[whatwg] Re: Cross Domain Policies

Jim Ley jim.ley at gmail.com
Sun Jul 25 15:12:45 PDT 2004

On Sun, 25 Jul 2004 22:48:38 +0100, Malcolm Rowe
<malcolm-what at farside.org.uk> wrote:
> Note that Doron started out by saying "Back at Netscape". Far from being
> recent, that document was written in April 2003. It also looks like it's
> been implemented in the Mozilla SOAP code since about then - see bugzilla
> bugs 183824 and 203371.

I think that shows how much they've failed to get the point across
that they've changed the normal expected behaviour of scripting in
Mozilla so that it's no longer true that cross-domain scripting is

> Finally, note that signed scripts with sufficient privileges (and 'trusted'
> unsigned scripts?) bypass this restriction entirely.

Of course, no problem with this, this is the "normal" expected
security model, it's the new security model I have serious concerns

> Correct, from what I've seen. But if your bank allows damage to be done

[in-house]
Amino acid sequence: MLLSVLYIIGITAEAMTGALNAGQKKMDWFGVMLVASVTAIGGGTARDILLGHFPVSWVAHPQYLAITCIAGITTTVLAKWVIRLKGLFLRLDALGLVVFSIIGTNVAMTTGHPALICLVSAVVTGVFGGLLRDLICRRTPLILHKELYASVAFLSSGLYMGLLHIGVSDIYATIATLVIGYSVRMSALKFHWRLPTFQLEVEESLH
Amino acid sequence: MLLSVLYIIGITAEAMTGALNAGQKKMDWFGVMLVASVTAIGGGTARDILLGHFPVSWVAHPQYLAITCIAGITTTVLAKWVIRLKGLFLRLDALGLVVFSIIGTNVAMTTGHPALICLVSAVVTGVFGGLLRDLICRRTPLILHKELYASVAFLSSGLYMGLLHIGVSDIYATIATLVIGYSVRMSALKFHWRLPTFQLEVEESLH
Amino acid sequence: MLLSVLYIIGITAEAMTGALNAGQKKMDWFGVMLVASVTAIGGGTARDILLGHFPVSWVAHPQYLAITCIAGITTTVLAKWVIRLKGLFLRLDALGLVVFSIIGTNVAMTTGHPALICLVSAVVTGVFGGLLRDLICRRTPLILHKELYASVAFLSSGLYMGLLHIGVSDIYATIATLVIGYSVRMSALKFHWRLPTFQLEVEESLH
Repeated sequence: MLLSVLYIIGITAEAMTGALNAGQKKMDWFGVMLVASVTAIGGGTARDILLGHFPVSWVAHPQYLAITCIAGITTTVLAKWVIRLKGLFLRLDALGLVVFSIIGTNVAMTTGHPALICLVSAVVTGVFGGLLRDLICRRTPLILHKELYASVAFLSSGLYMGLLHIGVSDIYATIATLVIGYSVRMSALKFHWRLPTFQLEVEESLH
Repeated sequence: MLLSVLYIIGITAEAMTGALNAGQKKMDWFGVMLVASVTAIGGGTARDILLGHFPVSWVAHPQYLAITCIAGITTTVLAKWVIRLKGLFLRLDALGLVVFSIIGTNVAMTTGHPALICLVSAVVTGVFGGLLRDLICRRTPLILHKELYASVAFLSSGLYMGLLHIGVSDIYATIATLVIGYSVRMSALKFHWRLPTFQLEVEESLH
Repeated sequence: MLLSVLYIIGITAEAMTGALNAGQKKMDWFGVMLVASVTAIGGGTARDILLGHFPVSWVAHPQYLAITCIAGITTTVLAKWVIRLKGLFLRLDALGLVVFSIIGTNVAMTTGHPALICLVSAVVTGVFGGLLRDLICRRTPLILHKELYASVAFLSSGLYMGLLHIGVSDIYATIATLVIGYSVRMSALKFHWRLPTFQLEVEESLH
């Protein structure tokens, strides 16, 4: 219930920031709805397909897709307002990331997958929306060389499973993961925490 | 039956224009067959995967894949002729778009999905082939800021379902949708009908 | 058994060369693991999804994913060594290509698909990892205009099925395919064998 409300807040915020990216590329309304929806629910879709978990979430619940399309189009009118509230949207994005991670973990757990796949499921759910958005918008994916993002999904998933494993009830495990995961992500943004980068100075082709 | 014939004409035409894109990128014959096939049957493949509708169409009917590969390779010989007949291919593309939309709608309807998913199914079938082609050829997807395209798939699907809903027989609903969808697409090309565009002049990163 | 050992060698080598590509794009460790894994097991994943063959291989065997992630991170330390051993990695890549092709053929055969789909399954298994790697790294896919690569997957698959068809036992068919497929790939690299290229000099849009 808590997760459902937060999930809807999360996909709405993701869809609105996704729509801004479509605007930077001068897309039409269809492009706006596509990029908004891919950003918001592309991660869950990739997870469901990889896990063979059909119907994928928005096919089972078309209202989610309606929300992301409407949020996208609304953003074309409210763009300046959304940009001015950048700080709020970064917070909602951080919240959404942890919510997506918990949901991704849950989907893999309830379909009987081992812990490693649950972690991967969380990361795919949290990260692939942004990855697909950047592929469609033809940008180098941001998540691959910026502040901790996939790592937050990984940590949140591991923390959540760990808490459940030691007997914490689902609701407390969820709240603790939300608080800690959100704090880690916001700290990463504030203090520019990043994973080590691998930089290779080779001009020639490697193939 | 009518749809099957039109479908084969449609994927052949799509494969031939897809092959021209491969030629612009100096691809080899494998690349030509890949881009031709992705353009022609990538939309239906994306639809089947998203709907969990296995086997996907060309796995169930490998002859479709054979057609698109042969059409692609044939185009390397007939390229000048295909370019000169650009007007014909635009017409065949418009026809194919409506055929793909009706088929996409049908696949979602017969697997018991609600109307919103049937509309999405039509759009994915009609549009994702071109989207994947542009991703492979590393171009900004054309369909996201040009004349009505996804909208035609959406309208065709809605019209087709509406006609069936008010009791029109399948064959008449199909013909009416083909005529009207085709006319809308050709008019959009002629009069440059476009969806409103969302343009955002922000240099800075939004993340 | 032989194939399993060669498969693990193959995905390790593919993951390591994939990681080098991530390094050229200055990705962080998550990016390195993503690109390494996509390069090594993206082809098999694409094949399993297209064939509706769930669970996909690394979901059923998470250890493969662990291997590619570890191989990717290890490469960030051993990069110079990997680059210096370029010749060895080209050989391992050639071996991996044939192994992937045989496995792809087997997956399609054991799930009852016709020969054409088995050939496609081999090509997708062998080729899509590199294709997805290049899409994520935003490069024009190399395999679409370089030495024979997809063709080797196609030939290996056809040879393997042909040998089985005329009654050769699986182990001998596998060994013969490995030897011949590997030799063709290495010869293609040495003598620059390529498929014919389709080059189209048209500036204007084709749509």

> using untrusted (and almost certainly unauthenticated) SOAP calls, you've
> got more to worry about.

I'm sure there's plenty of scenarios where web-services are purely
controlled by IP address authentication, there are some on the
corporate LAN I spend all too many days on.

> Bear in mind that the *only* reason that this
> mechanism exists is to prevent untrusted scripts from probing random SOAP
> services (and other non-SOAP HTTP services, too, as it happens),

No, the reason it's there is to allow SOAP calls to other domains
without needing raised security priviliges, it's introducing laxxer
security (normally no scripts can make cross-domain requests that get
data).  Please don't pretend it's there to tighten security.

> As it says in the document: "The proposed declaration file places the server
> operator, not the client in control of access to his server by untrusted
> scripts".

Yep, that's a BAD thing!  It's not something to applaud, and it's
certainly not something to sneak into a . release of a major UA.


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